The Dano–Algerian War (Danish: Krigen mellem Danmark-Norge og Algier, Arabic: قصف الجزائر) was a conflict lasting from 1769 to 1772 between Denmark–Norway and the Regency of Algiers. The latter of which was functionally and mostly independent from the Ottoman Empire. It is also known as the Algerian Expedition (Danish: den Algieriske expedition), or in Denmark as The War Against Algeria (Danish: Krigen mod Algier).

Dano–Algerian War

Danish frigate Falster and ship of line Grønland near Algiers, 1772
Date14 September 1769 – 16 May 1772
Result Algerian victory
 Denmark–Norway  Algiers
Commanders and leaders
Denmark–Norway Christian VII
Denmark–Norway Frederik Kaas
Denmark–Norway Peter Wleugel
Denmark–Norway Simon Hooglant
Regency of Algiers Muhammad V
Regency of Algiers Salah Bey
Beylik of Tunis Ali ibn Hussein
6 frigates
10 bomb galiots
4 ships of the line
2 carrier ships
7 warships
Casualties and losses
Unknown Unknown

Background and beginning of conflict


Danish-Norwegian trade in the Mediterranean greatly expanded in the mid-1700s. In order to protect their lucrative business against piracy, Denmark–Norway had secured a peace deal with the states of Barbary Coast, involving the payment of an annual tribute to the individual rulers of those states and additionally to the States.

In 1766 Baba Mohammed ben-Osman became Dey of Algiers. He demanded that the annual payment made by Denmark–Norway should be increased, and he should receive new gifts. Denmark–Norway refused the demands. Shortly after, Algerian pirates hijacked three Danish-Norwegian ships and sold the crew into slavery.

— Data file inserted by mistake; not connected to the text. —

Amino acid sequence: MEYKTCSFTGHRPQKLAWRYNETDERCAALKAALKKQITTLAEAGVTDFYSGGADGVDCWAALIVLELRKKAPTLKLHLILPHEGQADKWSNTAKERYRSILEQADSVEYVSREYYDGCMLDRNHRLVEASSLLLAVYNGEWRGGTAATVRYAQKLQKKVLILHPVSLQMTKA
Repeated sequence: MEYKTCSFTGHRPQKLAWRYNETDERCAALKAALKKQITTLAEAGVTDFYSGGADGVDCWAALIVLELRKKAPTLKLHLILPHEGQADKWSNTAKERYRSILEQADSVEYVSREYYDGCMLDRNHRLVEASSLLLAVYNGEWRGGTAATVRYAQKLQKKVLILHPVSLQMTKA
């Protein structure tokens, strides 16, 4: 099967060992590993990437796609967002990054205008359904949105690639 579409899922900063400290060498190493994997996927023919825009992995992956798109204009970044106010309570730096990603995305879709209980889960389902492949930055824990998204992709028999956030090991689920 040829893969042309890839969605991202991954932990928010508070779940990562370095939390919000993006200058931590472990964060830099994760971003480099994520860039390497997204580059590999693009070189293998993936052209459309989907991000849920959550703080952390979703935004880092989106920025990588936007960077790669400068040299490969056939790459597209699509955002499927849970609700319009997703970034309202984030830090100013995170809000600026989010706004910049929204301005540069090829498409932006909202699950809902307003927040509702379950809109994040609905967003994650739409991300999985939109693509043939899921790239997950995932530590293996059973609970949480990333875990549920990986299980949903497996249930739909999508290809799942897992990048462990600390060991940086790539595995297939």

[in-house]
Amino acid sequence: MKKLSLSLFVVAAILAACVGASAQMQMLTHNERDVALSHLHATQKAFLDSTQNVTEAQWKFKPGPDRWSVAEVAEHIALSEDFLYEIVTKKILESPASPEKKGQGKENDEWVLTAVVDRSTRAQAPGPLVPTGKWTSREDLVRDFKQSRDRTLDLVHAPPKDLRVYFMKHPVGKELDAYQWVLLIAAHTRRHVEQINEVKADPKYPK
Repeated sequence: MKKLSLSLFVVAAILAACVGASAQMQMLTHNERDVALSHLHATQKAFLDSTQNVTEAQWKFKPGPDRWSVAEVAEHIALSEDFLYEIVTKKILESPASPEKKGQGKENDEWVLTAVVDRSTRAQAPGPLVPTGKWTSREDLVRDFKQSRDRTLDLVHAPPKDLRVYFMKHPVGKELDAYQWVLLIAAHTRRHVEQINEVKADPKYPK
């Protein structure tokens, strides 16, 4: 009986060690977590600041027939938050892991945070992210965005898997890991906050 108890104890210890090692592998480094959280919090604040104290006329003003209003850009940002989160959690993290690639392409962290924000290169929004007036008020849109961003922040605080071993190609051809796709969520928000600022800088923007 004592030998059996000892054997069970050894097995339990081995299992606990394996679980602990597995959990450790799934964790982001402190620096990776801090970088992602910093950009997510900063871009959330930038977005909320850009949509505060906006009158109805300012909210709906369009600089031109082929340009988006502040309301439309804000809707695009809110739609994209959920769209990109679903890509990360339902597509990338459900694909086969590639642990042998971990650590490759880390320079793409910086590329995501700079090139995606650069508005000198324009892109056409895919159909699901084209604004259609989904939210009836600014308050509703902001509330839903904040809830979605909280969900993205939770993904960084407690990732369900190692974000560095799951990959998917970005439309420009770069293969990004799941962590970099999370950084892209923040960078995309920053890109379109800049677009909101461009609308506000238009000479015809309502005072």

The Danish eskadre in Copenhagen Harbour, 1770

A punitive expedition comprising four ships of the line, with two frigates and two bomb galiots, under the command of Frederik Christian Kaas, sailed from Copenhagen in 16 May 1770. They threatened to bombard the Algerian capital if the Algerians did not agree to a new peace deal on Danish terms. Algiers was not intimidated, and the Danish-Norwegian bombardment ended in failure, as a large part of the crew fell seriously ill due to an outbreak of typhoid. The ships could not withstand heavy mortar attacks from the Algerians, which damaged their hulls. The Danish-Norwegian contingent fired approximately 75 bombs at the city of Algiers before the attack had to be abandoned. The contingent then resorted to a blockade of the city.[2]

The De Fire Søstre, a merchant and hospital ship,[3][4] was present with the Danish squadron in the Mediterranean from 1770 to 1771, and its captain, Jens Knudsen, visited the sick who had been landed at Port Mahon.



In 1772, a delegation was sent to Algiers, and after five days of negotiations a new peace was concluded in which Algiers was well-paid. In addition, Denmark–Norway had to pay for the return of each slave who had been captured during the war. Danish and Norwegian slaves who were sold to private slave owners had to individually negotiate the prices of their freedom.[5]

Today the war is mostly forgotten in Denmark and Norway, because it played a small role in Danish and Norwegian history.[6]

In fiction


The 2013 novel 1001 natt[7] by Vetle Lid Larssen follows two Norwegians enslaved during the war.

See also



  1. ^ Madsen, Emil (1914). De vigtigste af danske foretagne Rejser og Forskninger i Afrika (in Danish). Vol. 22. Geografisk Tidsskrift. p. 124. As the fleet had also partly moved against Tunis, a peace was also concluded with this state in the same year.
  2. ^ Torbjørn Ødegaard; Oppgjøret med røverstaten Algier 1769-72, published by Marinemuseet, Horten 2010 (in Norwegian)
  3. ^ Topsøe-Jensen Vol 2 p 5
  4. ^ Royal Danish Naval Museum - Shiplist -De Fire Søstre[permanent dead link]
  5. ^ "Krigen mod Algier". (in Danish). National Museum of Denmark.
  6. ^ Struwe, Lars. "Danmark bombede Algier – og glemte alt om det" (in Danish).
  7. ^ 1001 natt